Another cause of the obvious health challenges is the fact that very many Nigerians, especially those in the rural areas, do not have access to health facilities, and, even when they do, do not seek professional medical help. Because of these challenges, Nigeria has the lowest life expectancy in the whole of West Africa, with an average of 54.5 years according to WHO data – with men living for an average of 53.7 years, and women living for an average of 55.4 years.
Age wise, however, the country’s population is relatively young, with a median age of 18.4 years. Also, the country’s gender population count is almost evenly balanced, with an estimated 1.04 males to every 1 female in the country.
Ethnically, Nigeria has a diverse cultural population, although the Hausa-Fulani outnumber every other ethnic group in the country, accounting for about two-third of the country’s population, of which, out of the two-third, a large majority are Muslims.
There are also a plethora of languages spoken across the nation’s ethnic groups, with Hausa, Yoruba, and Igbo being the most spoken by population, aside the nation’s colonial language – English.
The largest state in Nigeria by population
1 Kano State 9,401,288
2 Lagos State 9,113,605
3 Kaduna State 6,113,503
4 Katsina State 5,801,584
5 Oyo State 5,580,894
6 Rivers State 5,198,605
7 Bauchi State 4,653,066
8 Jigawa State 4,361,002
9 Benue State 4,253,641
10 Anambra State 4,177,828
11 Borno State 4,171,104
12 Delta State 4,112,445
13 Niger State 3,954,772
14 Imo State 3,927,563
15 Akwa Ibom State 3,178,950
16 Ogun State 3,751,140
17 Sokoto State 3,702,676
18 Ondo State 3,460,877
19 Osun State 3,416,959
20 Kogi State 3,314,043
21 Zamfara State 3,278,873
22 Enugu State 3,267,837
23 Kebbi State 3,256,541
24 Edo State 3,233,366
25 Plateau State 3,206,531
26 Adamawa State 3,178,950
27 Cross River State 2,892,988
28 Abia State 2,845,380
29 Ekiti State 2,398,957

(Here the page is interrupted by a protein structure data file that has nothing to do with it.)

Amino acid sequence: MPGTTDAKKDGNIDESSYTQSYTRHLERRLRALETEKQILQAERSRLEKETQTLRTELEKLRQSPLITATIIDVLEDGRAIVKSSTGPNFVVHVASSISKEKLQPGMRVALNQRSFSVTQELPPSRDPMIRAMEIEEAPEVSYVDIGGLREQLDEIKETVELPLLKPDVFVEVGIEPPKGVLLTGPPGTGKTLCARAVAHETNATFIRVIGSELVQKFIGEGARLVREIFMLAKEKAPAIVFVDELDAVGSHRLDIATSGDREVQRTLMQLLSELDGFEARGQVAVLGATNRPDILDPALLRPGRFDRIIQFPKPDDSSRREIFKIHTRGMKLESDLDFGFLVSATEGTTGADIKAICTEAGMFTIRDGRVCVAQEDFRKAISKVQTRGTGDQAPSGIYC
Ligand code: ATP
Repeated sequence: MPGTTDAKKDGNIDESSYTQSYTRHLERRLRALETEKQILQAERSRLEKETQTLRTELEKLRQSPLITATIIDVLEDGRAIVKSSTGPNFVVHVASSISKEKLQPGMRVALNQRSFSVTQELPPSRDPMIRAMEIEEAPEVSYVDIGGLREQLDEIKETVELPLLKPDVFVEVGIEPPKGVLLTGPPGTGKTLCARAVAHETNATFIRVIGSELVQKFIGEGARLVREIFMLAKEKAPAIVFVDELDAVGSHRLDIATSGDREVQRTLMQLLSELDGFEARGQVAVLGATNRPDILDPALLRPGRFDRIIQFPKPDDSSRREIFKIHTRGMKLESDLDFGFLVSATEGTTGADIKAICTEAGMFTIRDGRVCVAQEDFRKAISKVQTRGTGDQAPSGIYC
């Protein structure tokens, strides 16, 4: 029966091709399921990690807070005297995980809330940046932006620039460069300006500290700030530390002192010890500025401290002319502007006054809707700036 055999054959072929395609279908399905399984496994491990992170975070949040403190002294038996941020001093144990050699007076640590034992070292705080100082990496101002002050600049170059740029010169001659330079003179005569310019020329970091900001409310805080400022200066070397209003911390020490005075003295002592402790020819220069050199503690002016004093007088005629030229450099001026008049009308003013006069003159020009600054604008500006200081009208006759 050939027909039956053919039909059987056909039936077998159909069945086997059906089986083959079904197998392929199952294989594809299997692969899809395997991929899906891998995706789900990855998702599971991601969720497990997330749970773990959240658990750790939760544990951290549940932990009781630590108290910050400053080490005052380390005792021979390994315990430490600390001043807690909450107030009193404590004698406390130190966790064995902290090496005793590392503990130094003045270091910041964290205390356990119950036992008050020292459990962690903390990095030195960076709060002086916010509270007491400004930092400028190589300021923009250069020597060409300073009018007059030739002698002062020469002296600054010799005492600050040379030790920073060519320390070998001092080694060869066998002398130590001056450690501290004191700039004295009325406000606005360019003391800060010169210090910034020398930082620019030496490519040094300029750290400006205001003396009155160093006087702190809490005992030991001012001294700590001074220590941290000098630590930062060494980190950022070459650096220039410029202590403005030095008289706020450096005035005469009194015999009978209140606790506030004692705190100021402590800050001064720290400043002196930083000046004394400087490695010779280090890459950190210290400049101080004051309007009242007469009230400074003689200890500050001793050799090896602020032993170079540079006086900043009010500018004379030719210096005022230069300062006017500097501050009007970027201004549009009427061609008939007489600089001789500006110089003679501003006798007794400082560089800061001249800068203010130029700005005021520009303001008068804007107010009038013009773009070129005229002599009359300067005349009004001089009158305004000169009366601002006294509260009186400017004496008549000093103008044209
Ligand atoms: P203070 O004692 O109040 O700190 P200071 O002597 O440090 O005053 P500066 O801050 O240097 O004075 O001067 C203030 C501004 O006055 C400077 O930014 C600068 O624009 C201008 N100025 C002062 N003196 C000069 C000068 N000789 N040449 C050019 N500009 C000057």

30 Kwara State 2,365,353
31 Gombe State 2,365,040
32 Yobe State 2,321,339
33 Taraba State 2,294,800
34 Ebonyi State 2,176,947
35 Nasarawa State 1,869,377
36 Bayelsa State 1,704,515
Federal Capital Territory, Abuja 1,405,201
Nigeria’s large population accounts for its diverse ethnocultural, lingual, historical and religious heritage. The diverse ethnic and tribal groups in the country showcase the colourful heritage of its people.
However, the large population also has its disadvantages, especially economically. Nigeria’s struggling economy means that there are not enough resources to cater for its growing populace. As such, poverty is one of the nation’s biggest problems.
In the education sector as well, there are not enough facilities at all schooling levels to accommodate the country’s young population. Thus, there is a high number of out of school children in the country than in anywhere else in the world.
The country’s health challenges come into play as well. HIV/AIDS, Malaria, Polio, maternal and infant mortality all combine to threaten the nation’s populace. Measures have been taken to curb the nation’s population growth, as well as deal with these challenges, and some commendable progress has been made, but the numbers still show that there is much work to be done by the federal government, and, indeed, government at all levels. We hope this article has been helpful. Let us know.